A too big emotional investment in your business can take its toll on your mental health.
“Entrepreneurs make huge emotional investments in their ideas. They become one with their concepts, their services, and their gadgets. Their business becomes their identity,” Theo Tsaousides, Ph.D, a neuropsychologist, speaker, and author, told Psychology Today.
“Any loss or failure is no longer just about time and money. It is about their self-worth.”
Tsaousides adds: “And that kind of investment can be a slippery slope. It can take a serious toll on your mental health.
“Dealing with mistakes, complaints, and rejection on a regular basis, could make even the strongest self-esteem crumble. Especially when that self-esteem becomes synonymous with being successful.”
The company is its own entity with its own eco-system. There must be a clear separation between it and you so that it can grow without you
Luvuyo Rani, co-founder of Silulo Ulutho Technologies, an information and communication technologies (ICT) business, says he knows all too well how easy it is to let your emotions get the best of you when doing business.
“It’s hard not to take things to heart when things go wrong (within your business),” says Rani, who was named 2016 Schwab Foundation Social Entrepreneur of the Year.
“You eat and sleep your business.”
He adds: “It is also an entrepreneurial nature to be optimistic and to always believe that your idea is the best – so when people don’t think the same, it is a letdown.”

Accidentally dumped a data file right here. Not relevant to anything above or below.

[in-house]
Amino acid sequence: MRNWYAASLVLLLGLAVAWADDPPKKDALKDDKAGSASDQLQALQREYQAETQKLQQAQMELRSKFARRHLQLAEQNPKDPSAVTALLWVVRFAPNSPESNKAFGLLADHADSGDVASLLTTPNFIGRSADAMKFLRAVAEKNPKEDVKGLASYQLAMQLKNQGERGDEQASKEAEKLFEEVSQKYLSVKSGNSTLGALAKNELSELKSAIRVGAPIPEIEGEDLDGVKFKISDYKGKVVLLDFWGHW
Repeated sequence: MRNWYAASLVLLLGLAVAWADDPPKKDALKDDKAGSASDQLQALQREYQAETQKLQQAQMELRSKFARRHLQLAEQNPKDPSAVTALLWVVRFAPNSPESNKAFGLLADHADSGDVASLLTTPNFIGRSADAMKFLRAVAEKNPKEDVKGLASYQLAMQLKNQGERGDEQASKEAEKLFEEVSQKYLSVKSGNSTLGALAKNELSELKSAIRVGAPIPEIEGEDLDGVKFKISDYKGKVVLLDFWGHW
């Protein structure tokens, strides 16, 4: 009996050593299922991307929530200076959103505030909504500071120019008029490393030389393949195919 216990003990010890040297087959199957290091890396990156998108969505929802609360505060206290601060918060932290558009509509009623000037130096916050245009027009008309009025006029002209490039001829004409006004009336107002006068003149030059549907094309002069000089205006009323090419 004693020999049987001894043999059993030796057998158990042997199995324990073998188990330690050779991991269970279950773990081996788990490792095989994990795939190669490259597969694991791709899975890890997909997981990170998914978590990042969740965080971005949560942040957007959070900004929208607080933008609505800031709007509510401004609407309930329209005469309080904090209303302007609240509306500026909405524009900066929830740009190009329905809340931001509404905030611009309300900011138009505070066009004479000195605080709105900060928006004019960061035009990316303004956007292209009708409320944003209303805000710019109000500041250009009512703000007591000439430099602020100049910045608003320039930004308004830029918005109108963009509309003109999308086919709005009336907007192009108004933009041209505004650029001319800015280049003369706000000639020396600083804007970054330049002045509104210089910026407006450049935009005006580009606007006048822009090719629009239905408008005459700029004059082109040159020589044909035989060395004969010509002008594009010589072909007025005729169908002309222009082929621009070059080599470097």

Rani and his brother, Lonwabo, started their business selling refurbished computers from the boot of his car in 2004, which later evolved into a computer repair entity. Their empire now has more than 40 stores, 21 franchises and 220 employees around South Africa. Rani is also the founder of Silulo Business Incubation Centre in Mitchells Plain, which launched in partnership with Vodacom Business, in April last year.
SME South Africa reported that Silulo’s business success story was included as case study – written up by the UCT Graduate School of Business.
Rani reflects on his personal experience.
“In the early days when we were looking for funding, we did not really read the fine print. We were surprised at a later stage when the said funders wanted to exercise an option that was in the fine print.
“We found ourselves stuck and it drained our energy. This is something that we are still trying to fix.”
The most important thing to realise is that you can only do 30% of the work and you leave a legacy
Rani advises entrepreneurs not to take everything in their business too personally.
“The company is its own entity with its own eco-system. There must be a clear separation between it and you so that it can grow without you.
“The company must be bigger than the individual and speak to the vision,” he says.
He shares the lessons he has learned and offers advice on what entrepreneurs should be focusing on instead.